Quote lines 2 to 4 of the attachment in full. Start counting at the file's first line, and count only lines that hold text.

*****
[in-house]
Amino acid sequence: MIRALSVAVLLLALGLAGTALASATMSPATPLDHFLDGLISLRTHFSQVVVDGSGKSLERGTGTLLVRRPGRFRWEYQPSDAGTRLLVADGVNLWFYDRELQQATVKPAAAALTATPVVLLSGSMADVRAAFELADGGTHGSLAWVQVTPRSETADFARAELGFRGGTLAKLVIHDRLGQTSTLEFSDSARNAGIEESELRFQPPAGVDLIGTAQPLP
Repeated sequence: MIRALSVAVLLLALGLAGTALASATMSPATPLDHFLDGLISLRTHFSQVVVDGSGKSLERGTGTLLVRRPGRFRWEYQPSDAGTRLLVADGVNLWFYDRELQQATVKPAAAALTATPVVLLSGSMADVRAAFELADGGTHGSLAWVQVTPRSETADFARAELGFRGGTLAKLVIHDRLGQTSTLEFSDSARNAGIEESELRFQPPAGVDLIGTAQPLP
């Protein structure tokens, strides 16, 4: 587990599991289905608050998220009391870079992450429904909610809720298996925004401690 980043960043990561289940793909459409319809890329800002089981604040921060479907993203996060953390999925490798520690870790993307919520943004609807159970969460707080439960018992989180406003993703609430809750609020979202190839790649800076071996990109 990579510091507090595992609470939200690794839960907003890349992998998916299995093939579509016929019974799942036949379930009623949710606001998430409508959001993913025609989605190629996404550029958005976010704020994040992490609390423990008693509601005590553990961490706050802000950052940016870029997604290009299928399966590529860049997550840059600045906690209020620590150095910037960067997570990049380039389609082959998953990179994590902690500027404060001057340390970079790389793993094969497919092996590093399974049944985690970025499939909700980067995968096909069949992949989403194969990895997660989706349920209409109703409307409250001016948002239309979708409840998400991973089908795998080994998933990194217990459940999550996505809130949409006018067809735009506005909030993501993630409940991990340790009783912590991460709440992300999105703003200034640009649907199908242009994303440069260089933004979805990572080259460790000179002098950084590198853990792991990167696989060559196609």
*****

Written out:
Amino acid sequence: MIRALSVAVLLLALGLAGTALASATMSPATPLDHFLDGLISLRTHFSQVVVDGSGKSLERGTGTLLVRRPGRFRWEYQPSDAGTRLLVADGVNLWFYDRELQQATVKPAAAALTATPVVLLSGSMADVRAAFELADGGTHGSLAWVQVTPRSETADFARAELGFRGGTLAKLVIHDRLGQTSTLEFSDSARNAGIEESELRFQPPAGVDLIGTAQPLP
Repeated sequence: MIRALSVAVLLLALGLAGTALASATMSPATPLDHFLDGLISLRTHFSQVVVDGSGKSLERGTGTLLVRRPGRFRWEYQPSDAGTRLLVADGVNLWFYDRELQQATVKPAAAALTATPVVLLSGSMADVRAAFELADGGTHGSLAWVQVTPRSETADFARAELGFRGGTLAKLVIHDRLGQTSTLEFSDSARNAGIEESELRFQPPAGVDLIGTAQPLP
């Protein structure tokens, strides 16, 4: 587990599991289905608050998220009391870079992450429904909610809720298996925004401690 980043960043990561289940793909459409319809890329800002089981604040921060479907993203996060953390999925490798520690870790993307919520943004609807159970969460707080439960018992989180406003993703609430809750609020979202190839790649800076071996990109 990579510091507090595992609470939200690794839960907003890349992998998916299995093939579509016929019974799942036949379930009623949710606001998430409508959001993913025609989605190629996404550029958005976010704020994040992490609390423990008693509601005590553990961490706050802000950052940016870029997604290009299928399966590529860049997550840059600045906690209020620590150095910037960067997570990049380039389609082959998953990179994590902690500027404060001057340390970079790389793993094969497919092996590093399974049944985690970025499939909700980067995968096909069949992949989403194969990895997660989706349920209409109703409307409250001016948002239309979708409840998400991973089908795998080994998933990194217990459940999550996505809130949409006018067809735009506005909030993501993630409940991990340790009783912590991460709440992300999105703003200034640009649907199908242009994303440069260089933004979805990572080259460790000179002098950084590198853990792991990167696989060559196609």